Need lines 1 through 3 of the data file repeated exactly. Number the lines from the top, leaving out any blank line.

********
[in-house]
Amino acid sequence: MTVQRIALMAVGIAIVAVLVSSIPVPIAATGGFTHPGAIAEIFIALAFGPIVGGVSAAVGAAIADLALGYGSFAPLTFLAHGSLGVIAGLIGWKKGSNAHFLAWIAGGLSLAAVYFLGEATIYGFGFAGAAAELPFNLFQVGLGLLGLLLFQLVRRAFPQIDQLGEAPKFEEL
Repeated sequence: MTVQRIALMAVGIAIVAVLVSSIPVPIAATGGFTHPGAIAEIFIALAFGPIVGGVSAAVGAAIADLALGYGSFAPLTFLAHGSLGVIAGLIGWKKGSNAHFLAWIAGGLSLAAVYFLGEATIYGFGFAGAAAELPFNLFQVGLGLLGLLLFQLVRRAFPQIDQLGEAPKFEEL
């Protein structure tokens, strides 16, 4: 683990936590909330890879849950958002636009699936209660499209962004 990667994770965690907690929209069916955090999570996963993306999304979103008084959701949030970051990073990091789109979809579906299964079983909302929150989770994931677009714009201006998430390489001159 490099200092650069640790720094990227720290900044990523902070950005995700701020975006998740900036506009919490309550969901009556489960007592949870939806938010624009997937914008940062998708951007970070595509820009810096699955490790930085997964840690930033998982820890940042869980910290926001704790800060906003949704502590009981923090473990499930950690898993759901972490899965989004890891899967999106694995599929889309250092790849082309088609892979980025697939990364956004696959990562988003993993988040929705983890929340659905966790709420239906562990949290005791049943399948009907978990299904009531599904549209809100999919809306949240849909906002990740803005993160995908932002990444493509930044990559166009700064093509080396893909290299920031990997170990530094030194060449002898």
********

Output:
[in-house]
Amino acid sequence: MTVQRIALMAVGIAIVAVLVSSIPVPIAATGGFTHPGAIAEIFIALAFGPIVGGVSAAVGAAIADLALGYGSFAPLTFLAHGSLGVIAGLIGWKKGSNAHFLAWIAGGLSLAAVYFLGEATIYGFGFAGAAAELPFNLFQVGLGLLGLLLFQLVRRAFPQIDQLGEAPKFEEL
Repeated sequence: MTVQRIALMAVGIAIVAVLVSSIPVPIAATGGFTHPGAIAEIFIALAFGPIVGGVSAAVGAAIADLALGYGSFAPLTFLAHGSLGVIAGLIGWKKGSNAHFLAWIAGGLSLAAVYFLGEATIYGFGFAGAAAELPFNLFQVGLGLLGLLLFQLVRRAFPQIDQLGEAPKFEEL